Read review here.

Wednesday 5 July 2017

Newsweek, March 28

"There are many books about what happens once the world falls apart - but there are far fewer that focus on the questions of morality and ethics that are raised when it all goes down. "

Sunday 2 July 2017

Review - bookbarblog

Nice way to end a weekend -

"Like many, Hannah’s motivation is in protecting those closest to her and Hickie does an amazing job of bringing that need through in her writing. Hannah’s love and fear are so palpable that it pulls the reader through the story, making it a truly intense reading experience."

Read full review here.

Thursday 29 June 2017

Review - Clues and Reviews

Screen Shot 2017-03-20 at 9.08.01 PM
A Canadian perspective!

Review on Clues and Reviews -

"This is not a zombie book or a sci-fi novel; in fact, the entire time I was reading, I was filled with anxiety as my mind raced with the probability of this scenario. This book was so much than a novel of realistic horror; this novel is a character study in human survival, the nature of people in crisis and the lengths people go to in order to protect their own. If nothing else, this novel will leave you thinking."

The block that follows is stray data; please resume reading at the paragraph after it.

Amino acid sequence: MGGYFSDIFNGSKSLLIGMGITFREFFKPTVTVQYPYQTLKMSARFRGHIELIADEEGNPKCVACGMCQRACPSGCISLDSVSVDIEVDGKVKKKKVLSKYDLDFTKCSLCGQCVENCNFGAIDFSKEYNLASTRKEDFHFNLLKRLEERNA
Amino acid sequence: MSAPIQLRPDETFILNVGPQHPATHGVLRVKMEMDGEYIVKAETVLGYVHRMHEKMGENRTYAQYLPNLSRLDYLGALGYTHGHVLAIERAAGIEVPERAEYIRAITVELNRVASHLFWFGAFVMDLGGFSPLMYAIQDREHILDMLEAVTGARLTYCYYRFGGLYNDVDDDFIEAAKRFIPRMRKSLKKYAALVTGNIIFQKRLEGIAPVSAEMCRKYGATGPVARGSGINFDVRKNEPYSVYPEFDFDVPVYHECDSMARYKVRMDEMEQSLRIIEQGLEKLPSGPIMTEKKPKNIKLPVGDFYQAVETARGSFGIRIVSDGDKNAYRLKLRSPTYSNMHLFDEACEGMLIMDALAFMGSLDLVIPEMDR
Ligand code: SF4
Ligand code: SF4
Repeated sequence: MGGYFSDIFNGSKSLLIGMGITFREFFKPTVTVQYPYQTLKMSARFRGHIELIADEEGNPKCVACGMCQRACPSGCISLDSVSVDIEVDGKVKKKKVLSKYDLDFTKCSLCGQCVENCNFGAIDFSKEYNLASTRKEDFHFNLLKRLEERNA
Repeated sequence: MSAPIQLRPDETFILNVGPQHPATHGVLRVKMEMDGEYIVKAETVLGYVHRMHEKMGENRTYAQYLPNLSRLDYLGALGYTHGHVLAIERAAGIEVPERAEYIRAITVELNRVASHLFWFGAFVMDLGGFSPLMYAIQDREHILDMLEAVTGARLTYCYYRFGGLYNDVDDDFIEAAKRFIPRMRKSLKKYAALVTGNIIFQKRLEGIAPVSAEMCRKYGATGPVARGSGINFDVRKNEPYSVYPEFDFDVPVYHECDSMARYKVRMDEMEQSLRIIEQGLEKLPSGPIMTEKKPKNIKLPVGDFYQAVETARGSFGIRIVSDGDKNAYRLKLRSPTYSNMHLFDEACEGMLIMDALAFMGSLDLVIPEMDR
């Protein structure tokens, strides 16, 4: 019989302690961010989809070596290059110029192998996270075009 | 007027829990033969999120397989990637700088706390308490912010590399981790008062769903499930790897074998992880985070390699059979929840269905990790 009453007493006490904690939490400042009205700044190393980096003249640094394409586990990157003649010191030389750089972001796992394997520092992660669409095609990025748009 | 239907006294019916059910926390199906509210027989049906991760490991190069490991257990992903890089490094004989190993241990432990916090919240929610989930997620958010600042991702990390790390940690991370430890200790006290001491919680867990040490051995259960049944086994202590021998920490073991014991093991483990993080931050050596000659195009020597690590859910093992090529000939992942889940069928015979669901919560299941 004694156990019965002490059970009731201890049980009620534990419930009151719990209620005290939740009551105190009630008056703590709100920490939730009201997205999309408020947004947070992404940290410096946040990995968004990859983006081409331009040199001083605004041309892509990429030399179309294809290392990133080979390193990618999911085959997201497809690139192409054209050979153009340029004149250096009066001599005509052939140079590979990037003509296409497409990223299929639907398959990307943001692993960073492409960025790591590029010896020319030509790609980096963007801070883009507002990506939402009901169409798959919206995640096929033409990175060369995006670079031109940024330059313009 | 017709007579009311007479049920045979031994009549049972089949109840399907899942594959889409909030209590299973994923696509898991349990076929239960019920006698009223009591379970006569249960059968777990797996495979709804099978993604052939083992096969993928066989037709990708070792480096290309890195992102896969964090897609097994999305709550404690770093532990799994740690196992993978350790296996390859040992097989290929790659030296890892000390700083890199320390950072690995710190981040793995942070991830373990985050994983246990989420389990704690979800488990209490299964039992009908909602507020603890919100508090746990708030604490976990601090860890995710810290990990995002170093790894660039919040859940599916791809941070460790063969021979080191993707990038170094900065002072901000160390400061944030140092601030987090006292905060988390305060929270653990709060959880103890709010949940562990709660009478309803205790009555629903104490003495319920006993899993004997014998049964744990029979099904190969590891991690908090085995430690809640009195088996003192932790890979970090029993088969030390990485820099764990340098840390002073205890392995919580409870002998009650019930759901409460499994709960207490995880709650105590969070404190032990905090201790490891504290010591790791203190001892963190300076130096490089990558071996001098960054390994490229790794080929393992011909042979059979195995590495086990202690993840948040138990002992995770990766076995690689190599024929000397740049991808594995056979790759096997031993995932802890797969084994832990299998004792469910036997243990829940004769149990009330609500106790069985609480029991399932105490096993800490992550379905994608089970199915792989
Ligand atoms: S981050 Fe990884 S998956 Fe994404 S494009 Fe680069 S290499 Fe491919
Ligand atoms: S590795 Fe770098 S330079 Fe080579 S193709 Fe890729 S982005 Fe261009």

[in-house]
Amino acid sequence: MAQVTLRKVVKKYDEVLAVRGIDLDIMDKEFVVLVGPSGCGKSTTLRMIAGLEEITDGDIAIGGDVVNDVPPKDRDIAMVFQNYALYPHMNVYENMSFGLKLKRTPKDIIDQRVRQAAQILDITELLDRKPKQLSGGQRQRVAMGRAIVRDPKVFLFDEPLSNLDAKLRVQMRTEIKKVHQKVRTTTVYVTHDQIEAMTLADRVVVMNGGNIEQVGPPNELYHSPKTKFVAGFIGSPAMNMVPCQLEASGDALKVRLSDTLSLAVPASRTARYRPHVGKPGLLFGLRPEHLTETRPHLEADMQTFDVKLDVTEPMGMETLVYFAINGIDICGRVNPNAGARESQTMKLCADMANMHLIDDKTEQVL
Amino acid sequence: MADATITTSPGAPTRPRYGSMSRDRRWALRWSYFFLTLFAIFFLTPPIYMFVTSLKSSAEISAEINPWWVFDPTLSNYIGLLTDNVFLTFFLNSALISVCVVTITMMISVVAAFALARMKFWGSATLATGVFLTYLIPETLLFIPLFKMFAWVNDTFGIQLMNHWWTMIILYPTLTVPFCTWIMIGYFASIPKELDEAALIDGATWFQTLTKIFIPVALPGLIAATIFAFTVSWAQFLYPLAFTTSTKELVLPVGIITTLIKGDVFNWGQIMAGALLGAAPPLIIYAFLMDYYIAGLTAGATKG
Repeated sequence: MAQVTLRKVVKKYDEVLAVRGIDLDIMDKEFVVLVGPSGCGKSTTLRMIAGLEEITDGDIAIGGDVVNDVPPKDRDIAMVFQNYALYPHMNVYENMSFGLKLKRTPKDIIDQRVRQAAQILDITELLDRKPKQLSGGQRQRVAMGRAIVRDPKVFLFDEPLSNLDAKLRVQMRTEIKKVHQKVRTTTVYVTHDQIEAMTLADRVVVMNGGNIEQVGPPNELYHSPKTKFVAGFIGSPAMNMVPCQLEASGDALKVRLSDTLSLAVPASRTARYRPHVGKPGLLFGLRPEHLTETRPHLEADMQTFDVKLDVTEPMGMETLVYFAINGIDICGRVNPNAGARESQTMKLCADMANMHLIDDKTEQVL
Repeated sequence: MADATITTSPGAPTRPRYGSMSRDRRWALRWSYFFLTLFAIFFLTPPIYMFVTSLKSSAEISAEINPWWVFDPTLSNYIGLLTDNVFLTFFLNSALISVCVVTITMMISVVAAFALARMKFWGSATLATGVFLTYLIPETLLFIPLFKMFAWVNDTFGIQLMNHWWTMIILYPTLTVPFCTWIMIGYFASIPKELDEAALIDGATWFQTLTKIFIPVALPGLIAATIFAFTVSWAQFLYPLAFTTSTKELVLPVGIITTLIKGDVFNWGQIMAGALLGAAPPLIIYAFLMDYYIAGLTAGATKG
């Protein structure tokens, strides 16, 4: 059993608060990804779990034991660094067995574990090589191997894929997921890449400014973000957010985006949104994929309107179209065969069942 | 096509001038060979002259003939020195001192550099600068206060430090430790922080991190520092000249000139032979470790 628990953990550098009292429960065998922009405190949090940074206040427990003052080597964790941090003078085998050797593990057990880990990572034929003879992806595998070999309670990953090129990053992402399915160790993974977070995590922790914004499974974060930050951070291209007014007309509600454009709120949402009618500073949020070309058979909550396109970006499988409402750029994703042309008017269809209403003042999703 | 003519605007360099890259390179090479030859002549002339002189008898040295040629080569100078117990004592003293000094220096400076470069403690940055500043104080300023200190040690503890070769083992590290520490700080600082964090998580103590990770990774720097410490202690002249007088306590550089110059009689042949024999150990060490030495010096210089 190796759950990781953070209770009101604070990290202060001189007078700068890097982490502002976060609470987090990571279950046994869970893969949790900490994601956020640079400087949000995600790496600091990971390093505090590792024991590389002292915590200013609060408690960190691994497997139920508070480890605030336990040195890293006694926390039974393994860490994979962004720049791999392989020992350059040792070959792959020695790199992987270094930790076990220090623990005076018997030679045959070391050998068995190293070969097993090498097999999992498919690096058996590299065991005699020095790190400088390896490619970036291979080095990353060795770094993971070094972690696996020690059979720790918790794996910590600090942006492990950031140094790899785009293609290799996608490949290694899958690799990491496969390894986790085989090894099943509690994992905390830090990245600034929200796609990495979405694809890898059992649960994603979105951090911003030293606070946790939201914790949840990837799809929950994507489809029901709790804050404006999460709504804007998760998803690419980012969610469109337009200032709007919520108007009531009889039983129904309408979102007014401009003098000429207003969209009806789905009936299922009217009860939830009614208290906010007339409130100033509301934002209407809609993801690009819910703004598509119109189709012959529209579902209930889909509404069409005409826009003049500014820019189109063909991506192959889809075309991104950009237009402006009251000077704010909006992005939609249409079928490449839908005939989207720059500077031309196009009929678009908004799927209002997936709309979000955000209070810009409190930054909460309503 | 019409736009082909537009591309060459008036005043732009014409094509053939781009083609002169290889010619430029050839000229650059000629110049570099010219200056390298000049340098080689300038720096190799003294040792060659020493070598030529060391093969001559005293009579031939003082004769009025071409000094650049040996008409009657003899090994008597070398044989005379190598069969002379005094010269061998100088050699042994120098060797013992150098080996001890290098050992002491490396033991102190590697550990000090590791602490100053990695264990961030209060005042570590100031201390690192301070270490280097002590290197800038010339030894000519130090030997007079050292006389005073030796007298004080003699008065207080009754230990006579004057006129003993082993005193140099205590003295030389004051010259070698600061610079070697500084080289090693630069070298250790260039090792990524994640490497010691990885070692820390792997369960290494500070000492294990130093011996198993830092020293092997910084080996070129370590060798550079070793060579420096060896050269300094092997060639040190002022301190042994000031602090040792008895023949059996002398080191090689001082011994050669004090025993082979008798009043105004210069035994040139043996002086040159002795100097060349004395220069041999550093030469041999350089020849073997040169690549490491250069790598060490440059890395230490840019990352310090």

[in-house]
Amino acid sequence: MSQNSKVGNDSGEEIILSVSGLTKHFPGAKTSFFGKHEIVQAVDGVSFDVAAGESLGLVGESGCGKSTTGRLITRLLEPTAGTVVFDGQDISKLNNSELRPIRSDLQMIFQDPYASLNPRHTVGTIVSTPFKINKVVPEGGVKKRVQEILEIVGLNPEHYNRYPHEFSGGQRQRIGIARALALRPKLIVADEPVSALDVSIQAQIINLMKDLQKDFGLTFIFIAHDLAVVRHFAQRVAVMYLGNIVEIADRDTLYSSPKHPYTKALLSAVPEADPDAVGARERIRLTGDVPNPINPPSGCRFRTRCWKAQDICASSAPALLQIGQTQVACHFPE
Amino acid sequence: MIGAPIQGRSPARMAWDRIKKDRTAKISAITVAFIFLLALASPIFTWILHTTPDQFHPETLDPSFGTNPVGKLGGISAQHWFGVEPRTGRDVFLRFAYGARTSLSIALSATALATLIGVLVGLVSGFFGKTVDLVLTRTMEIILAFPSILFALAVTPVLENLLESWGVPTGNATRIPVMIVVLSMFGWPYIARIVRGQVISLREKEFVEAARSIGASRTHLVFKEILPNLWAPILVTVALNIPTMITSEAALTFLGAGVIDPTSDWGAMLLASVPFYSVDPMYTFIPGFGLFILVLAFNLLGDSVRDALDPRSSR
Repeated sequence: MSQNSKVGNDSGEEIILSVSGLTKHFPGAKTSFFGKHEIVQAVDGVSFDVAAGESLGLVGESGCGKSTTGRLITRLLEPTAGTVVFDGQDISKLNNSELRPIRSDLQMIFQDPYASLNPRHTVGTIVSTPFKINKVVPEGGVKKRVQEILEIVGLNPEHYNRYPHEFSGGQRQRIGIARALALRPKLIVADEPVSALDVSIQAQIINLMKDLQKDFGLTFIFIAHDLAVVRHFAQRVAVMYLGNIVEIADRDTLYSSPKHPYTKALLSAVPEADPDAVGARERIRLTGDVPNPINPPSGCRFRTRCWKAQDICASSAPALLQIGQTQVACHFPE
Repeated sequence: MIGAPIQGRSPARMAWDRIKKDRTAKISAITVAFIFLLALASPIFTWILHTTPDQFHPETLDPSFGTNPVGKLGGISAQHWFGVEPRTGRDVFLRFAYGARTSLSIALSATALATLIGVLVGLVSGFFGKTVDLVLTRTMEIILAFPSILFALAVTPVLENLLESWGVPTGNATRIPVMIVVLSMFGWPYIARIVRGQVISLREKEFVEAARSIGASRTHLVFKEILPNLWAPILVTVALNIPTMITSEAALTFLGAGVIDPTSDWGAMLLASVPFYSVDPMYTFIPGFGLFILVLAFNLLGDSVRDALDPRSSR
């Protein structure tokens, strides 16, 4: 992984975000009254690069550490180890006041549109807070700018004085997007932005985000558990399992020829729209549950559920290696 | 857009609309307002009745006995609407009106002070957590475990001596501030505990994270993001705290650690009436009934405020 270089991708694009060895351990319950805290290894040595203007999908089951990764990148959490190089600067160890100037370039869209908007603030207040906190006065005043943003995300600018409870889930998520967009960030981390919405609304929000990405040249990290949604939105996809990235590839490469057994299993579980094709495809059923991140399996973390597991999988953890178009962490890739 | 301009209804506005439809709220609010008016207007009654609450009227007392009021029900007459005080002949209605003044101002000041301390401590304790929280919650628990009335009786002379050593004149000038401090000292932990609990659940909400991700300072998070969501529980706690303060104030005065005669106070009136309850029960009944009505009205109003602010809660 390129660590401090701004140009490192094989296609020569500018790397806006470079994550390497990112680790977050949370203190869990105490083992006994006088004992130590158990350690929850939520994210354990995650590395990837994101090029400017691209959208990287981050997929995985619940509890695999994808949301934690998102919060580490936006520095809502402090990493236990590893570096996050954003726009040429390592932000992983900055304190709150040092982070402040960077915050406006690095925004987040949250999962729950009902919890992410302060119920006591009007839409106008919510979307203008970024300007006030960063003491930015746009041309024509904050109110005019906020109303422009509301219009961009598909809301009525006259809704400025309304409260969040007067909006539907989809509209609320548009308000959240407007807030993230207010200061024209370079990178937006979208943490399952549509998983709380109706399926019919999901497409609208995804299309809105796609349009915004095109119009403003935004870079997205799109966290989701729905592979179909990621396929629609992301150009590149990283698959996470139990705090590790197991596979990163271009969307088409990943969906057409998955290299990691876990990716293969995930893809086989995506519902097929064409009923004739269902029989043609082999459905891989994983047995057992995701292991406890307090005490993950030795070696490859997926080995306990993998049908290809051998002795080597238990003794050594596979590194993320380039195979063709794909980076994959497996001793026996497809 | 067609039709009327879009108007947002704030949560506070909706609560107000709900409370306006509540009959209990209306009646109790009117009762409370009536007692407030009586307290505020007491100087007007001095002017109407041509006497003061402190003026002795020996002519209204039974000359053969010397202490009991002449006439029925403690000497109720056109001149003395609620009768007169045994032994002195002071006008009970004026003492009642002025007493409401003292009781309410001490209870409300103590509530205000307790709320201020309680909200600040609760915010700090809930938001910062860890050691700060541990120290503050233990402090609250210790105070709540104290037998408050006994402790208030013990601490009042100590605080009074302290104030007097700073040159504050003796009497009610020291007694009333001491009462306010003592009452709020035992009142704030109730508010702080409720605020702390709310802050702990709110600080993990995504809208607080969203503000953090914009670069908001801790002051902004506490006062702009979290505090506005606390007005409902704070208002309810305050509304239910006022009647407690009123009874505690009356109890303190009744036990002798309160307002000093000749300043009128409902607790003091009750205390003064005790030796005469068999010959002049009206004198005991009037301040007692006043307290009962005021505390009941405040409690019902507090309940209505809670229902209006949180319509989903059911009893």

Wednesday 22 March 2017

Two Giveaways

For those in the US, Little, Brown is giving away copies of BEFORE THIS IS OVER on Facebook and Instagram.

Monday 6 March 2017

A big box of books in the mail! These should be in stores in the US/Canada by the end of the month.

Friday 27 January 2017

New Clothes for Zoe

A gorgeous new cover for AfterZoe from my friend, the very talented Tanis Dennis! Rolling out into online stores over the next few days. Evocative and beautiful. I'm looking forward to holding a paper copy in my hands. Thanks Tanis.
(Also in the next few days on Amazon as a paperback and orderable in bookstores.)